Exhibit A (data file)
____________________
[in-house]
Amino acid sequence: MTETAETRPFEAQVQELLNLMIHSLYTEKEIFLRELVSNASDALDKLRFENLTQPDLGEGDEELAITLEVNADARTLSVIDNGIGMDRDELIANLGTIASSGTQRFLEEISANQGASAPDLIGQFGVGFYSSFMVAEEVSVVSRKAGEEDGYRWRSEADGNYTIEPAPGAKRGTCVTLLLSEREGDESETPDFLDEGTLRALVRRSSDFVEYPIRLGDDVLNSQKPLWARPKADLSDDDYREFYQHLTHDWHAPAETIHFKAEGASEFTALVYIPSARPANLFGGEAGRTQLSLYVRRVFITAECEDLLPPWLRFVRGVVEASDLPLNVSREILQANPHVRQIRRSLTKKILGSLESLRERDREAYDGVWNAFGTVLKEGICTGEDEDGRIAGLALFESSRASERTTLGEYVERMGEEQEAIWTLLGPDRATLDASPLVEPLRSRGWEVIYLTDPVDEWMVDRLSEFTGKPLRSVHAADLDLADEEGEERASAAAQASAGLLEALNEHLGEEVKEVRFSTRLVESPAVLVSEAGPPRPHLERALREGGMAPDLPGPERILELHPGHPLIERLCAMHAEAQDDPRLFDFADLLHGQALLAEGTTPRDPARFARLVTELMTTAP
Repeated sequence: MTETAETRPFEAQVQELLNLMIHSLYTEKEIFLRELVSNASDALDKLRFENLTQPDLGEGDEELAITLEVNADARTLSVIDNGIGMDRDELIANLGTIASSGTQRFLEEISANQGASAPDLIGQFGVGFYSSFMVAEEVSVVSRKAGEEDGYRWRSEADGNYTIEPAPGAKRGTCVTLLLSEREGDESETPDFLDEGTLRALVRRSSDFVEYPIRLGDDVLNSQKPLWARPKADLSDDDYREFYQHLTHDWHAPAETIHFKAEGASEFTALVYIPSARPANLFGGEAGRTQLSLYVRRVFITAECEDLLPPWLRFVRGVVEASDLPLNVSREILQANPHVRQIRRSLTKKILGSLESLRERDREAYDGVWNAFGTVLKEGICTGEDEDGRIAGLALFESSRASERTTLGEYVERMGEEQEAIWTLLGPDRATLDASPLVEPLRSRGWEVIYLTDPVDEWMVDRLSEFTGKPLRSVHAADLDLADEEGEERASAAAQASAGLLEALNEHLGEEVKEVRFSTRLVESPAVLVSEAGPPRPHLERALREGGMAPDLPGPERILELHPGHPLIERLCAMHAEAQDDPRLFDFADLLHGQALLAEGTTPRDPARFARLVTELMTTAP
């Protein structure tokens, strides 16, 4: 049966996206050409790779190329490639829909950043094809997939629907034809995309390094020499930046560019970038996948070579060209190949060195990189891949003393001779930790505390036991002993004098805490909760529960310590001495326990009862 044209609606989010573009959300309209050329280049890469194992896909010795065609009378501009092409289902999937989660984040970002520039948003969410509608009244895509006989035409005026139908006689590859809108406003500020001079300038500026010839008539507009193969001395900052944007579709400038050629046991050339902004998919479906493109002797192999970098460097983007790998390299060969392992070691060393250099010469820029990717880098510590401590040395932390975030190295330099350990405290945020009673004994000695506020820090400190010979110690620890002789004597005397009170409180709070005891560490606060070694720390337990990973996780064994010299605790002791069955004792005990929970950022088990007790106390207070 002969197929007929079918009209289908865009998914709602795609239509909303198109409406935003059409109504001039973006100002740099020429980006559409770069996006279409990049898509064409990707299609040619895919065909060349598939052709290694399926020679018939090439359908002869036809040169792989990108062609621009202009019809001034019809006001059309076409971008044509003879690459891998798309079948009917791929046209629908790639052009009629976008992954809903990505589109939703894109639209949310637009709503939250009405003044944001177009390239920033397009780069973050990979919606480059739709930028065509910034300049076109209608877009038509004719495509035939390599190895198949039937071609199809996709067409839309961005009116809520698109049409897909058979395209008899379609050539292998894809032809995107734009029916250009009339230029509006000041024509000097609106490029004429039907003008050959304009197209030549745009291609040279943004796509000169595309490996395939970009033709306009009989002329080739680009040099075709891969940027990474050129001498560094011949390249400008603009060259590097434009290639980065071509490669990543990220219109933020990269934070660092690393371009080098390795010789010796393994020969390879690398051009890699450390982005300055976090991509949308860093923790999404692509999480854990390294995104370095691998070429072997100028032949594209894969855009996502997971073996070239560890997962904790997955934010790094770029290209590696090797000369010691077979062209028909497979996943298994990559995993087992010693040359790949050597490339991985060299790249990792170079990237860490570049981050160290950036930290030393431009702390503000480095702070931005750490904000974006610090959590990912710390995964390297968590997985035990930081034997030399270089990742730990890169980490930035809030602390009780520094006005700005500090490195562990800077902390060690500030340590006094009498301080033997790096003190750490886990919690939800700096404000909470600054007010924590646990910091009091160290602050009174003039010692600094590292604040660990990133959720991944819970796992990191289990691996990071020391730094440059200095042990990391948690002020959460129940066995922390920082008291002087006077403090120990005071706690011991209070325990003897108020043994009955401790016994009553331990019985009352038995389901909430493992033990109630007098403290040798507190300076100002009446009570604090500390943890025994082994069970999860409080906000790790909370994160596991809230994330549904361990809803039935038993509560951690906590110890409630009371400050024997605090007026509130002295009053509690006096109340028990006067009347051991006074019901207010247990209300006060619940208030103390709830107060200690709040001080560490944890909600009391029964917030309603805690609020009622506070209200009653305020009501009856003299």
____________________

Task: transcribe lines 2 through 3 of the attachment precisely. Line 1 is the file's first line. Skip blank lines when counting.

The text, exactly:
Amino acid sequence: MTETAETRPFEAQVQELLNLMIHSLYTEKEIFLRELVSNASDALDKLRFENLTQPDLGEGDEELAITLEVNADARTLSVIDNGIGMDRDELIANLGTIASSGTQRFLEEISANQGASAPDLIGQFGVGFYSSFMVAEEVSVVSRKAGEEDGYRWRSEADGNYTIEPAPGAKRGTCVTLLLSEREGDESETPDFLDEGTLRALVRRSSDFVEYPIRLGDDVLNSQKPLWARPKADLSDDDYREFYQHLTHDWHAPAETIHFKAEGASEFTALVYIPSARPANLFGGEAGRTQLSLYVRRVFITAECEDLLPPWLRFVRGVVEASDLPLNVSREILQANPHVRQIRRSLTKKILGSLESLRERDREAYDGVWNAFGTVLKEGICTGEDEDGRIAGLALFESSRASERTTLGEYVERMGEEQEAIWTLLGPDRATLDASPLVEPLRSRGWEVIYLTDPVDEWMVDRLSEFTGKPLRSVHAADLDLADEEGEERASAAAQASAGLLEALNEHLGEEVKEVRFSTRLVESPAVLVSEAGPPRPHLERALREGGMAPDLPGPERILELHPGHPLIERLCAMHAEAQDDPRLFDFADLLHGQALLAEGTTPRDPARFARLVTELMTTAP
Repeated sequence: MTETAETRPFEAQVQELLNLMIHSLYTEKEIFLRELVSNASDALDKLRFENLTQPDLGEGDEELAITLEVNADARTLSVIDNGIGMDRDELIANLGTIASSGTQRFLEEISANQGASAPDLIGQFGVGFYSSFMVAEEVSVVSRKAGEEDGYRWRSEADGNYTIEPAPGAKRGTCVTLLLSEREGDESETPDFLDEGTLRALVRRSSDFVEYPIRLGDDVLNSQKPLWARPKADLSDDDYREFYQHLTHDWHAPAETIHFKAEGASEFTALVYIPSARPANLFGGEAGRTQLSLYVRRVFITAECEDLLPPWLRFVRGVVEASDLPLNVSREILQANPHVRQIRRSLTKKILGSLESLRERDREAYDGVWNAFGTVLKEGICTGEDEDGRIAGLALFESSRASERTTLGEYVERMGEEQEAIWTLLGPDRATLDASPLVEPLRSRGWEVIYLTDPVDEWMVDRLSEFTGKPLRSVHAADLDLADEEGEERASAAAQASAGLLEALNEHLGEEVKEVRFSTRLVESPAVLVSEAGPPRPHLERALREGGMAPDLPGPERILELHPGHPLIERLCAMHAEAQDDPRLFDFADLLHGQALLAEGTTPRDPARFARLVTELMTTAP